Like Mike Brown’s blood on the hot asphalt, activist art making is “baking into” this political and social justice movement.
Ferguson’s Aftermath: Art and Unity in light of Mike Brown
My time spent in Ferguson has been an unforgettable moment in my life. I have met some of the most generous and extraordinary people of diverse races, creeds, and socio-economic backgrounds. These individuals share a common belief that what happened on August 9, 2014, was an egregious travesty of justice, and an absence of common decency and humanity. An unarmed, African-American teenager was shot by a police officer. His dead, uncovered body was left in the middle of a street in his neighborhood as both young and old stared in disbelief. Michael Brown’s mother pleaded to make contact with her dead son. Yet, for four hours, she watched his body bleed onto the ground on a hot, summer day. After his body was finally removed, Mike Brown's blood was baked into the hot asphalt, making it impossible to wash away. The city had to literally remove the blood soaked pavement from the street! This place still and will forever exist as a memorial to this young man. Flowers and teddy bears rest within the narrow, empty sliver of concrete where this young man’s blood ran.
Some community members I met on this trip immediately assembled to bear witness to what was happening in Ferguson. Many of these folks were artists who came armed with art supplies. They administered council to community youth by providing them with sketch paper and markers, hoping to offer children with ways to cope with this traumatic scene. I heard about a very young child around the age of three who wrote the word “Justice,” but with the “J” spelled backwards. I thought: “out of the mouths of babes,” as the old folks would say. Here was a child who had been to funerals before his first school field trip.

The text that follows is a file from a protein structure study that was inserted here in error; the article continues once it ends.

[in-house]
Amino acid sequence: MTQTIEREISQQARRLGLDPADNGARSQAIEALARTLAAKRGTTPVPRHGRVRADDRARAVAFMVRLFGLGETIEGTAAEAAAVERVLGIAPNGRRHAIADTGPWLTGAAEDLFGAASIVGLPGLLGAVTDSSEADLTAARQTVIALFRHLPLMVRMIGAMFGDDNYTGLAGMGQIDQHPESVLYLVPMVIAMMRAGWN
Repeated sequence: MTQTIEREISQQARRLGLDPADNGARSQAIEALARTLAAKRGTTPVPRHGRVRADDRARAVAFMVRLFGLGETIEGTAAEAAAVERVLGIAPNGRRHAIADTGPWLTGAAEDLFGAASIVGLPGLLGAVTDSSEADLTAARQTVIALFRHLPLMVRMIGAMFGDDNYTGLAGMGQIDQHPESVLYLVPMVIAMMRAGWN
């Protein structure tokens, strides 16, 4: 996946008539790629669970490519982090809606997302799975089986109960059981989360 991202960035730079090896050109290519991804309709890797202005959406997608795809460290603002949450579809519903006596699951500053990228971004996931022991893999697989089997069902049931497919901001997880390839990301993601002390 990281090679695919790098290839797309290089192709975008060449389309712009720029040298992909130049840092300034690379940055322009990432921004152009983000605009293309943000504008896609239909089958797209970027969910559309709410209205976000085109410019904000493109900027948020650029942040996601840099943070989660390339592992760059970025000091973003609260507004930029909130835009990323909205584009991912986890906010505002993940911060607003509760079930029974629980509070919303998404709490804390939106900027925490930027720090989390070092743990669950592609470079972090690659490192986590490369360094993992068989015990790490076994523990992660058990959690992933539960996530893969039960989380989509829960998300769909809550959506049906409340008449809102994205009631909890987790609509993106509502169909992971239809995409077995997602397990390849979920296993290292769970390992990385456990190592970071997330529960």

Like Mike Brown’s blood on the hot asphalt, activist art making is “baking into” this political and social justice movement. Artists insert themselves as a critical component of this community’s response to the tragedy. In Ferguson, like so many communities of color, the choice to remain silent is a mode of self-preservation. Preserving the status quo was safer than unleashing their voices of discontent. But artists, civic leaders, concerned citizens, and like-minded police officers are on a quest to seek justice and fundamentally change the conversation from victim blaming to critical, communal self-evaluation. The Ferguson Movement demands accountability by those in power, while creating a space for people to find common ground.
The movement also demands an end to the years of silence that has maintained those in power and the status quo, while acknowledging that the community itself is responsible for creating a culture of silence. Local artists are providing a mechanism for everyone to speak because making art is a process that bears witness to our humanity. Through compassion and imagination, artists provide safe spaces for the purpose of building consensus. Creativity and empathy are slowly helping to create an environment that reflects of the dreams and desires of each and every individual in this region.
I am thrilled to play a small part in this movement. The creation of the Every 28 Hours Project was an attempt to provide yet another safe space for conversation and healing. Artists from around the country joined hands with artists from the St. Louis area, creating a forum for the people of this region to be heard. These plays are inspired by their stories. The plays developed from these workshops are not only meant to shine a light on the darkness, but also to express the hopes and dreams of a people. These plays reflect the power of building community through collaboration fueled with love.
HowlRound TV is live streaming The Every 28 Hours Plays on Saturday, October 24, 2015. Make sure to watch online.